Earth and Atmospheric Sciences, Department of


Date of this Version



The Journal of Geology, 1994, volume 102, p. 111-116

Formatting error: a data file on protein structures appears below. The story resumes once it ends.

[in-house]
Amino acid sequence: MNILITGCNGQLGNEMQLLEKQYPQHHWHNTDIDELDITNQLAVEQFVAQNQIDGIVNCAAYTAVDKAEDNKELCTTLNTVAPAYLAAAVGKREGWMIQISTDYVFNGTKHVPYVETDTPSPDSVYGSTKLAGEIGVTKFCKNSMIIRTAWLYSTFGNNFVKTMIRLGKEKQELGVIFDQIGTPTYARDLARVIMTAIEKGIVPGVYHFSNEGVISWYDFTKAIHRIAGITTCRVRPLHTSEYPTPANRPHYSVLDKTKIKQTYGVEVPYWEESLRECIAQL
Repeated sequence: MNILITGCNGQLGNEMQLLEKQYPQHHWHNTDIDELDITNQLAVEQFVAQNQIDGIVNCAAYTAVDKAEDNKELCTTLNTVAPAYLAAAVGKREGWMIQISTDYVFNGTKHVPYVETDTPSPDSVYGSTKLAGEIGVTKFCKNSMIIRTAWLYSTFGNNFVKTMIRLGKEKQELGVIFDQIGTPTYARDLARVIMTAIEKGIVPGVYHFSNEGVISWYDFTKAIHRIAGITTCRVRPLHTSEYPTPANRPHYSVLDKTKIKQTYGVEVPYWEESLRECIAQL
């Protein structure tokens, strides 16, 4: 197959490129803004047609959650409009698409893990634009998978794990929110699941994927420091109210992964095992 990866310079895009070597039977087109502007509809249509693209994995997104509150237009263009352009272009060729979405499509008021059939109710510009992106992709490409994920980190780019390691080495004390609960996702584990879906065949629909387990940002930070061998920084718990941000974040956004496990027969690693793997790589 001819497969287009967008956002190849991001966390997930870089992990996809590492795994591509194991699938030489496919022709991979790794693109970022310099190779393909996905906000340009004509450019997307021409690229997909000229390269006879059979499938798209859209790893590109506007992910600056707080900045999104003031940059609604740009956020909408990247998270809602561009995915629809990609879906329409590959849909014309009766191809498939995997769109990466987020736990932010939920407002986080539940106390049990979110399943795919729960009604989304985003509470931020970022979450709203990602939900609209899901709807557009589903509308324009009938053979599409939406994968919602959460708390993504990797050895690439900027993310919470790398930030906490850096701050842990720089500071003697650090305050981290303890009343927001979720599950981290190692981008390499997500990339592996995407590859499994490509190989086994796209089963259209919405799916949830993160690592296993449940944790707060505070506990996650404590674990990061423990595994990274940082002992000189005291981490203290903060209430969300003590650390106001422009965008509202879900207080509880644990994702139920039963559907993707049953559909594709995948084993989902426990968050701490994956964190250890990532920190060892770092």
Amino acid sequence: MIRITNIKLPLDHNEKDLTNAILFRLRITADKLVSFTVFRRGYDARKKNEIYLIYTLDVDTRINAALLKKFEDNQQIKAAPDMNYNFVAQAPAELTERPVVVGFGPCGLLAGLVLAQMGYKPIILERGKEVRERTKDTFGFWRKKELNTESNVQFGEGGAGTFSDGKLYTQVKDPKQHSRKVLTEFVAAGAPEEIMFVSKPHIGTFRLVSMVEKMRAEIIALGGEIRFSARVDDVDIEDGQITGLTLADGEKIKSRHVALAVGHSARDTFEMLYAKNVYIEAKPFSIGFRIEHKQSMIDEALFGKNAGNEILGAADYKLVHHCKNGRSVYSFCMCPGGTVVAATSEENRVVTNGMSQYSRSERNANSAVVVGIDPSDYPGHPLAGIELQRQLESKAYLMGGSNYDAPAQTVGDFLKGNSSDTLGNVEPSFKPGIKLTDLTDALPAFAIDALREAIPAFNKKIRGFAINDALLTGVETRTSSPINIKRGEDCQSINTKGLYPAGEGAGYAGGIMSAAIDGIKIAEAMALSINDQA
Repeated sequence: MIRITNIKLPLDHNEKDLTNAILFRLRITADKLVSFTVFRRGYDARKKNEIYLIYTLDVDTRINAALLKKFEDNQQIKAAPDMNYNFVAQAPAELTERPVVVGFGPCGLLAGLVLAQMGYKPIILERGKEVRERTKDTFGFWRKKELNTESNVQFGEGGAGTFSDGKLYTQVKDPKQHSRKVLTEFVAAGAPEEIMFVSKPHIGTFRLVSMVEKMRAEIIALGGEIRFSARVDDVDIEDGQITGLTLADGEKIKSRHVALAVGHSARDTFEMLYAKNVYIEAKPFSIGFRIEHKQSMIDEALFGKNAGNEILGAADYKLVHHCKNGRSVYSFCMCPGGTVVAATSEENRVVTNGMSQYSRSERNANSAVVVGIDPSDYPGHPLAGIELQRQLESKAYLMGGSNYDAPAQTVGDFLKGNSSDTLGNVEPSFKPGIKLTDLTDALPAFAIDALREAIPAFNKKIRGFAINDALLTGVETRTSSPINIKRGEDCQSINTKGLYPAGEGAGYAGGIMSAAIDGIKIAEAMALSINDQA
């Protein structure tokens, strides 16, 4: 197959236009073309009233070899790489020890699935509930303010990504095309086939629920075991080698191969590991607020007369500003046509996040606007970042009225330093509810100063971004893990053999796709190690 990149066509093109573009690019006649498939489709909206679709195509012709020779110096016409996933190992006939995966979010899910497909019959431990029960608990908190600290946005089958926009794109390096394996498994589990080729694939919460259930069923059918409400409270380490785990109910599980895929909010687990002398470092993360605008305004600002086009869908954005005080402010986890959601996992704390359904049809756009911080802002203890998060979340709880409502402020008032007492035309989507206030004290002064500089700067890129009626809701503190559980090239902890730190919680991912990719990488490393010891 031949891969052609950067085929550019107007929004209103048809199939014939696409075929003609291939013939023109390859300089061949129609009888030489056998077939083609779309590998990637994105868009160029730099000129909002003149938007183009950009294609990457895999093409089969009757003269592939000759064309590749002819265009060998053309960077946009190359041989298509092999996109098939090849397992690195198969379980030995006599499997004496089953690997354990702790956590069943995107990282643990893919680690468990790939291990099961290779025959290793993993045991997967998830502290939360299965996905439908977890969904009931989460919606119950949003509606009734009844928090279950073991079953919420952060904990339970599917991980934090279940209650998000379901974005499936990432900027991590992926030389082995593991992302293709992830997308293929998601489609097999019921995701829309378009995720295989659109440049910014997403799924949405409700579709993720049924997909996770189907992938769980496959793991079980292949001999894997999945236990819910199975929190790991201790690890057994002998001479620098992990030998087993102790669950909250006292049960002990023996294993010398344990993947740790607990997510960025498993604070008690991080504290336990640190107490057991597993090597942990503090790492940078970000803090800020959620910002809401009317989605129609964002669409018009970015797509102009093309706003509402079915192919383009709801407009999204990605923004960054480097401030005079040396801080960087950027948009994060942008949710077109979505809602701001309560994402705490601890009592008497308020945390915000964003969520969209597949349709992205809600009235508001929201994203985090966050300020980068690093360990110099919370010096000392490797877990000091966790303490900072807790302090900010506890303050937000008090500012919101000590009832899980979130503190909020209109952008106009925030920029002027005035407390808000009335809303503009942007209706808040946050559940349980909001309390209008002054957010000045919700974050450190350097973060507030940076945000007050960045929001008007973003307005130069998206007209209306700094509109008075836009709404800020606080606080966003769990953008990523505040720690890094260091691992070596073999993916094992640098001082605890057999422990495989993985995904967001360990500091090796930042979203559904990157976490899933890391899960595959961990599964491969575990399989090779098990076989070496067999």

The microdistribution of Mn (786 to 9480 ppm), Sr (<5 to 461 ppm), and Fe (52 to 16,700 ppm) was determined for cleat-filling calcites in the Herrin, Springfield, and Colchester Coals, using focussed synchrotron radiation. Compositional zonation in the calcites reflects a multistage history of precipitation from fluids with differing trace-element characteristics. In nearly all of the samples, a high Fe (≥~5000 ppm) calcite is the latest composition to form, replacing earlier stages with varying, but generally lower Fe contents. Partitioning data for Sr suggest that a typical calcite with 200 ppm Sr formed from a fluid with a Sr/Ca of about 0.005. This Sr/Ca is ~4 times lower than seawater, and ~12 times lower than the average for present day Illinois Basin saline formation waters. Formation of cleat-filling calcite is best explained by precipitation from fluids similar to present day dilute (shallow) formation waters having a meteoric source.